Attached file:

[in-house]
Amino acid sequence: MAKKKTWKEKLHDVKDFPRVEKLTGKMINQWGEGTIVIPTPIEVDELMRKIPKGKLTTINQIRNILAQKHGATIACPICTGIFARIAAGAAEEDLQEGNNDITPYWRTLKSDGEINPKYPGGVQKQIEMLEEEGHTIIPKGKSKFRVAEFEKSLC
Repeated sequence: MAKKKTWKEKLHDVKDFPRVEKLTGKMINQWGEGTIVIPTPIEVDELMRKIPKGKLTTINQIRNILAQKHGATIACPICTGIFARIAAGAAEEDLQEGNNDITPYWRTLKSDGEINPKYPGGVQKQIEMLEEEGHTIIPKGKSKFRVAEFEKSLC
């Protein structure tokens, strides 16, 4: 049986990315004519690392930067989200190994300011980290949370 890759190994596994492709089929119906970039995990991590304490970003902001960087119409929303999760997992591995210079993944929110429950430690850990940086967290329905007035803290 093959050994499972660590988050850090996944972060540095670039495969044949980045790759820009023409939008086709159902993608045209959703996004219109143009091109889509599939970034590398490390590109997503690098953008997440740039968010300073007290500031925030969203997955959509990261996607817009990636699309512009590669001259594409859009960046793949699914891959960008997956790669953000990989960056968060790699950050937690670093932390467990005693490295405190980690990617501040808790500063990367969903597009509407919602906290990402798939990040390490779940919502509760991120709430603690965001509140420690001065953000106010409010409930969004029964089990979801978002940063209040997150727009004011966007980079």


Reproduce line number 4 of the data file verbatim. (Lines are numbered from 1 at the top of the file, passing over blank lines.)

């Protein structure tokens, strides 16, 4: 049986990315004519690392930067989200190994300011980290949370 890759190994596994492709089929119906970039995990991590304490970003902001960087119409929303999760997992591995210079993944929110429950430690850990940086967290329905007035803290 093959050994499972660590988050850090996944972060540095670039495969044949980045790759820009023409939008086709159902993608045209959703996004219109143009091109889509599939970034590398490390590109997503690098953008997440740039968010300073007290500031925030969203997955959509990261996607817009990636699309512009590669001259594409859009960046793949699914891959960008997956790669953000990989960056968060790699950050937690670093932390467990005693490295405190980690990617501040808790500063990367969903597009509407919602906290990402798939990040390490779940919502509760991120709430603690965001509140420690001065953000106010409010409930969004029964089990979801978002940063209040997150727009004011966007980079």